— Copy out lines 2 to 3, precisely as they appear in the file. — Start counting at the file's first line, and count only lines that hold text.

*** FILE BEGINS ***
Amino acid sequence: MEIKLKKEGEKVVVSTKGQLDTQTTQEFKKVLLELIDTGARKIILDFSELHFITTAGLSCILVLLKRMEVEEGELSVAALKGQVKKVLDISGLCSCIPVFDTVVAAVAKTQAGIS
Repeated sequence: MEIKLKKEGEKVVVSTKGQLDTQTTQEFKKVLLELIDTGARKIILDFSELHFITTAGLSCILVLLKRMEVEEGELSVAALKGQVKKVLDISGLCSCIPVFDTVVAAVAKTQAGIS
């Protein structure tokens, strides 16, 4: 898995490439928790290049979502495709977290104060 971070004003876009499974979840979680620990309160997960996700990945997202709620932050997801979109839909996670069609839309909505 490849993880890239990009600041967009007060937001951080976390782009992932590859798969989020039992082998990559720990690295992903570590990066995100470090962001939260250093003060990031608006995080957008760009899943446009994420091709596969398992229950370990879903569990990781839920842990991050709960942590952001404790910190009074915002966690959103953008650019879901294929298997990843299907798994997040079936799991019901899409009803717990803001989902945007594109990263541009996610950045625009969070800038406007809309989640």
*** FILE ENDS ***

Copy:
Repeated sequence: MEIKLKKEGEKVVVSTKGQLDTQTTQEFKKVLLELIDTGARKIILDFSELHFITTAGLSCILVLLKRMEVEEGELSVAALKGQVKKVLDISGLCSCIPVFDTVVAAVAKTQAGIS
């Protein structure tokens, strides 16, 4: 898995490439928790290049979502495709977290104060 971070004003876009499974979840979680620990309160997960996700990945997202709620932050997801979109839909996670069609839309909505 490849993880890239990009600041967009007060937001951080976390782009992932590859798969989020039992082998990559720990690295992903570590990066995100470090962001939260250093003060990031608006995080957008760009899943446009994420091709596969398992229950370990879903569990990781839920842990991050709960942590952001404790910190009074915002966690959103953008650019879901294929298997990843299907798994997040079936799991019901899409009803717990803001989902945007594109990263541009996610950045625009969070800038406007809309989640």